Melissa Chaplin


I am a PhD researcher in the School of Education at the University of Durham, where my work focuses upon creative writing by people affected by displacement.   I am one of several doctoral students working within the Researching Multilingually at the Borders of Language, the Body, Law and the State project.  Within my research, the issue of language has been central in negotiating issues of ethics and the power dynamic between researcher and participant.

I am originally from Newcastle-upon-Tyne and grew up there before completing my undergraduate degree at the University of Durham. Although this degree was in English Language and Literature, it involved studying literature in Old English and Old Norse.  The study of both of these languages deepened my understanding of my own heritage and local dialect in the North East, which draws a great deal from Scandinavian.

Following my undergraduate degree, I completed a Postgraduate Certificate in Education, also at the University of Durham. I worked professionally as a teacher of Secondary English in several schools in the North East, including some specialist experience working with pupils for whom English is an additional language.  I have lectured on the PGCE Professional Issues lecture series about issues relating to children whose first language is not English.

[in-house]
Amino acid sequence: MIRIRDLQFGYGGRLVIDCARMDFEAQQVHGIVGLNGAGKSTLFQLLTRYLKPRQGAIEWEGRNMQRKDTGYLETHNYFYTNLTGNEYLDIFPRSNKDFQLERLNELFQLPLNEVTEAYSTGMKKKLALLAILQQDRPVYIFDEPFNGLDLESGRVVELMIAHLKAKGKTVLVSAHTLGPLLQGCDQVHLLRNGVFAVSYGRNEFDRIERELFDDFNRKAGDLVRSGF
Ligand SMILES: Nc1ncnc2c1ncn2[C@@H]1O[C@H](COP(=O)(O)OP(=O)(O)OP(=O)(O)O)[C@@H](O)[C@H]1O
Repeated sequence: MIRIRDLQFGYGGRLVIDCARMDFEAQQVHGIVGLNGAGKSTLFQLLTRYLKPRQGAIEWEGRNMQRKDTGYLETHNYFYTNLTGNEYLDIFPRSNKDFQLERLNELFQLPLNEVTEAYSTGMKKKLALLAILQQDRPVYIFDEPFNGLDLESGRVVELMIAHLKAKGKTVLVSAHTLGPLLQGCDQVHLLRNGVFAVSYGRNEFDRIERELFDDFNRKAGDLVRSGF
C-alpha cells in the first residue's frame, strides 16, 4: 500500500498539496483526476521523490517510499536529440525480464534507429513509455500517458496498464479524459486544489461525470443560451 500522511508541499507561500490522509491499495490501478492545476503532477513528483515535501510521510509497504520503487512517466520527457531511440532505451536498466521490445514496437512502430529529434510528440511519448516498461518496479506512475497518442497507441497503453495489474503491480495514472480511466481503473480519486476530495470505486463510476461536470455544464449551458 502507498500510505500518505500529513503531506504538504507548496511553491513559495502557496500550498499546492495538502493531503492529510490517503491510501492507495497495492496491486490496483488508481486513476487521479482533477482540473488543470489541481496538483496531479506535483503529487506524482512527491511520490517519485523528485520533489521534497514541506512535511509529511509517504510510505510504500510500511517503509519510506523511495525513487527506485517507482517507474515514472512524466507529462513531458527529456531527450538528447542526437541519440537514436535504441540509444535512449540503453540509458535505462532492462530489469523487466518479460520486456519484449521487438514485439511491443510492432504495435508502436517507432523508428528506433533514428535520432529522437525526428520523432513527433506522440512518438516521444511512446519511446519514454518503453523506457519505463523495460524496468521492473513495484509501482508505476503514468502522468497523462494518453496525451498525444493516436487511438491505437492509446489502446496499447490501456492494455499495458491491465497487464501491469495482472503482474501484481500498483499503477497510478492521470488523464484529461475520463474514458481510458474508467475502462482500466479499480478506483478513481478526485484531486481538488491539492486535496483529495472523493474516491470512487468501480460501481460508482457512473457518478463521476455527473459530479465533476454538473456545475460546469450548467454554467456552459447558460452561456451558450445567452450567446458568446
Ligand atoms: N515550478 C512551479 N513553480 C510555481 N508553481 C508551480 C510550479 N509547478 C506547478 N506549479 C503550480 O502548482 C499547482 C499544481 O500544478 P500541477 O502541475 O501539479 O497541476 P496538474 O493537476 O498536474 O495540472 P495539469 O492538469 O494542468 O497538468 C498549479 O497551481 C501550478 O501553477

I have always loved creative writing and have continued to write poetry alongside and as part of my PhD. The development of my own identity as a poet has been central to my fieldwork and understanding of my data.  Taking part in creative writing with my participants has been incredibly influential in my data collection, and writing poetry has been both a reflexive process and a means of ‘giving back’ in my writing up process.  The way that creative arts can change the dialogue surrounding migration in the UK is of particular interest to me.

As all of my participants speak languages other than English, my data collection has necessitated an attitude of openness and humility. Although I speak some French, I have worked with participants from incredibly diverse backgrounds who are fluent in many languages.  One of my research interests is the way that this impacts upon the dynamic between the researcher and participant, and how this can best be used to enhance the research process.

Alongside my final year of my PhD, I have been running a blog called ‘The PhD Write Up’, which gathers together experiences of Doctoral Students across the world. It can be found on Twitter and Instagram under @phdwriteup, on Facebook at and WordPress under Submissions on the topic of writing a thesis are welcome and can be sent to